Review of Girl Meets God: On the Path to a Spiritual Life. By Lauren F. Winner. Chapel Hill, NC.: Algonquin, 2002. 320 pp.
As we’ve started this series on the Nicene Creed, some of you may be thinking about your own church background (or lack thereof). In particular, if you come from a less liturgical tradition, you may wonder how less familiar things like the Nicene Creed fit in with your own spiritual life. And if I’m lucky some of my blog posts have inspired at least a few of you to ponder the Jewish origins of the Christian faith and feel frustrated by the church’s lack of familiarity with its own background! Well, if any of the above applies to you, how about an author that helps you explore both of these at once?
Lauren Winner is one of my favorite people ever. She is hard not to like: young, funny, intelligent, and the author of some fabulous books. One of those books, Girl Meets God, tells her unique story as a Reform Jew who converted to Orthodox Judaism, only to later convert to Christianity. As an evangelical Episcopalian from a Jewish background, as well a scholar of American religion (who now teaches at Duke Divinity School), Winner possesses unique insights into both religions.
I would say Winner played a formative role in my life in college, as well as the lives of several friends). Especially for us coming out of conservative evangelical Protestant backgrounds, Winner was a fantastic introduction to many aspects of Judaism, as well as to a more liturgical Christian tradition.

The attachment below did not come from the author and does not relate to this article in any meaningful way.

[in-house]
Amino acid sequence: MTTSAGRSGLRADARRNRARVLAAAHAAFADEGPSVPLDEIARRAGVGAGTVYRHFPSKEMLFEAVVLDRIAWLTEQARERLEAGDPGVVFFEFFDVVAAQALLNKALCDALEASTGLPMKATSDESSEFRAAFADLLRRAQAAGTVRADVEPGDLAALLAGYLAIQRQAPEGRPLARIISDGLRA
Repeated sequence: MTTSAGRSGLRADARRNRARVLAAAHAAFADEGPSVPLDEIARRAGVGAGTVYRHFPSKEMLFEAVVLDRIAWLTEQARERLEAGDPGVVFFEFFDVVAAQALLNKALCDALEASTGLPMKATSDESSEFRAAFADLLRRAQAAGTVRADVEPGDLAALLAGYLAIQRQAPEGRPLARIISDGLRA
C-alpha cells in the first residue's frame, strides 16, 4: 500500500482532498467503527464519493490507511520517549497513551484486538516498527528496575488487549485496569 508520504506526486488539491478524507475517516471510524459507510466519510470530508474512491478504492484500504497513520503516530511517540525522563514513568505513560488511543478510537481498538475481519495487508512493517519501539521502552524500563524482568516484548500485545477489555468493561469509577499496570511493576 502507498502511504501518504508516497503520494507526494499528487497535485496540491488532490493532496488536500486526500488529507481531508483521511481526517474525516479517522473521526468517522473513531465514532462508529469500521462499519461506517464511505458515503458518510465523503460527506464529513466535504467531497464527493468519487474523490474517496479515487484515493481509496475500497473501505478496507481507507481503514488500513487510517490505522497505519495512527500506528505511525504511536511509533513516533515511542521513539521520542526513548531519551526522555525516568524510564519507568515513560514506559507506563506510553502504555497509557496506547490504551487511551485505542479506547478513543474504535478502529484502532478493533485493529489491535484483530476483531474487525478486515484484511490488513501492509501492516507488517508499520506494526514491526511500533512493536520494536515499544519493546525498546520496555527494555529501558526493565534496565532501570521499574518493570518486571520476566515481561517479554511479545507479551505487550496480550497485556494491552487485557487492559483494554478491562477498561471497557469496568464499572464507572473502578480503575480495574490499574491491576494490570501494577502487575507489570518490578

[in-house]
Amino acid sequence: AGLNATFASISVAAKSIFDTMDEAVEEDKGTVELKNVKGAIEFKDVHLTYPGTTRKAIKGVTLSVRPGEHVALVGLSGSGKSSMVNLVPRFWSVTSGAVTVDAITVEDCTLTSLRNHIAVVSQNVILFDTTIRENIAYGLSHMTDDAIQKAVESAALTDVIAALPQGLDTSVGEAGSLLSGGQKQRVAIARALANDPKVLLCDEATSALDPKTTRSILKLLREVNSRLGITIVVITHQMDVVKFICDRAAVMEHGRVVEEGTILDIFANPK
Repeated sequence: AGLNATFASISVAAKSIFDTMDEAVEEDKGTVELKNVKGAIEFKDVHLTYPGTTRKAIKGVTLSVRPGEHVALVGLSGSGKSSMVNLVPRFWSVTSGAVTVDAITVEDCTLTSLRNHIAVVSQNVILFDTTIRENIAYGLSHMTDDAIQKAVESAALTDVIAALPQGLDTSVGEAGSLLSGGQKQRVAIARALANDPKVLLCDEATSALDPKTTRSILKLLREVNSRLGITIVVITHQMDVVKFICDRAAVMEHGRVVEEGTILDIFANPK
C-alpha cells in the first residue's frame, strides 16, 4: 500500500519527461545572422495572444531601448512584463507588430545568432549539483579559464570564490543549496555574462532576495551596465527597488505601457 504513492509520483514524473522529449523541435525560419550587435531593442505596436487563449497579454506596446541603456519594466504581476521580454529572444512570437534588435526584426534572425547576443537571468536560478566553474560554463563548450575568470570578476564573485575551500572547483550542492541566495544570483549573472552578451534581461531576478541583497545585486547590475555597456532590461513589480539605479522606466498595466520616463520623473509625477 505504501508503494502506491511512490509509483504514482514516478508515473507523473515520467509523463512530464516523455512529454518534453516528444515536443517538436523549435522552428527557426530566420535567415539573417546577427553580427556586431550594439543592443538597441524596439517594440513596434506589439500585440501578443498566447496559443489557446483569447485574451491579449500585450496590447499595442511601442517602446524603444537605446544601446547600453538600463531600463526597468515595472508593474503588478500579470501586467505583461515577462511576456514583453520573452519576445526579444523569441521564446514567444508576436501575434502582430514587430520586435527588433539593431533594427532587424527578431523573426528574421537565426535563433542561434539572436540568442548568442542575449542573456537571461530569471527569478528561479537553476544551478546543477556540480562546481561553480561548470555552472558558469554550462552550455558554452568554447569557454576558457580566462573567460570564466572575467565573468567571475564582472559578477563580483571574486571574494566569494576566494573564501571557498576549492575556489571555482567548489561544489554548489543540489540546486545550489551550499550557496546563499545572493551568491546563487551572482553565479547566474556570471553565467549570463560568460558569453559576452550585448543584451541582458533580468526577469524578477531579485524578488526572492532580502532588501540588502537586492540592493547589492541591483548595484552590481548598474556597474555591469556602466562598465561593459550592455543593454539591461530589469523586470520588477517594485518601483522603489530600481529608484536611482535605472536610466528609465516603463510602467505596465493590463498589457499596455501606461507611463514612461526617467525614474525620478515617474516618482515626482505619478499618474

While admittedly, the book is a memoir rather than a systematic explanation of either Jewish-Christian relations or the Anglican tradition, it is still a useful starting point for the curious. Additionally, it is a fascinating and uplifting book, plain and simple. Anyone with an interest in young adult journeys in religion should appreciate Winner’s story, and many may even find in her a kindred spirit or a hero of sorts. I know for me, Winner has become one of my “smart Christian” role models and an example of how one can successfully integrate various spiritual influences into a more robust Christian faith.
Review of Evangelical Renewal in the Mainline Churches. Edited By Ronald H. Nash. Westchester, Ill.: Crossway, 1987. 174 pp.
One of the most interesting complexities of the evangelical movement is that it cannot be contained—little bits of it are present everywhere. Of course, many evangelicals in the U.S. are members of conservative denominations which originated in this country, many having separated from older mainline churches which were deemed “too liberal.” I’ve often been intrigued that the conservative split-offs typically see themselves as the only people left who love Jesus. Based on my own personal experience, I have never been convinced this was true, and lucky for me, Ronald Nash agrees and has edited a fabulous book on the topic.